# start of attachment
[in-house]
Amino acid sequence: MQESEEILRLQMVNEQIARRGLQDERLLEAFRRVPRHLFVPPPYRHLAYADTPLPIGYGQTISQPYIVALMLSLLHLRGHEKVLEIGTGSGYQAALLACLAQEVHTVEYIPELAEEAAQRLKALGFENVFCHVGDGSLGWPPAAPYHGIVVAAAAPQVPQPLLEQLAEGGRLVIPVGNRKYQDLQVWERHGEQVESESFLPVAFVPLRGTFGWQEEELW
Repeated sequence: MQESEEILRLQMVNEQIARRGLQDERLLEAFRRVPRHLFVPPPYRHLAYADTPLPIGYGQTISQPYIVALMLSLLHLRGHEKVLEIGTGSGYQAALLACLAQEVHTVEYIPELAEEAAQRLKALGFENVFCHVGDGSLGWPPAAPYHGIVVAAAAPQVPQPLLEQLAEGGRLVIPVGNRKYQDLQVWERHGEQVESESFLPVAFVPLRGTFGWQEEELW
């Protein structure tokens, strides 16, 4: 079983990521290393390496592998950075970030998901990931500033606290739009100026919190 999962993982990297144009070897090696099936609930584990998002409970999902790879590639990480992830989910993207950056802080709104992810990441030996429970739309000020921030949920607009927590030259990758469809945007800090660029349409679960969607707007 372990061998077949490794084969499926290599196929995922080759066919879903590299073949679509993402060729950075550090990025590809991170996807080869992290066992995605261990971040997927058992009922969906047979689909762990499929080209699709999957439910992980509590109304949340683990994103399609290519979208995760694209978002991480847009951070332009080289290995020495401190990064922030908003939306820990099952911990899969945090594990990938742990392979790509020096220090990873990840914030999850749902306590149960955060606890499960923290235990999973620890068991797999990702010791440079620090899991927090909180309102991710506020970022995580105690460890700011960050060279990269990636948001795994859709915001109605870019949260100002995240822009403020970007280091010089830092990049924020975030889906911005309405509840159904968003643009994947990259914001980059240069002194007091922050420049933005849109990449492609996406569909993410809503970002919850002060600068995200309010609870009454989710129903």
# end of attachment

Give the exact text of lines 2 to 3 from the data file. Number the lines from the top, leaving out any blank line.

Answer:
Amino acid sequence: MQESEEILRLQMVNEQIARRGLQDERLLEAFRRVPRHLFVPPPYRHLAYADTPLPIGYGQTISQPYIVALMLSLLHLRGHEKVLEIGTGSGYQAALLACLAQEVHTVEYIPELAEEAAQRLKALGFENVFCHVGDGSLGWPPAAPYHGIVVAAAAPQVPQPLLEQLAEGGRLVIPVGNRKYQDLQVWERHGEQVESESFLPVAFVPLRGTFGWQEEELW
Repeated sequence: MQESEEILRLQMVNEQIARRGLQDERLLEAFRRVPRHLFVPPPYRHLAYADTPLPIGYGQTISQPYIVALMLSLLHLRGHEKVLEIGTGSGYQAALLACLAQEVHTVEYIPELAEEAAQRLKALGFENVFCHVGDGSLGWPPAAPYHGIVVAAAAPQVPQPLLEQLAEGGRLVIPVGNRKYQDLQVWERHGEQVESESFLPVAFVPLRGTFGWQEEELW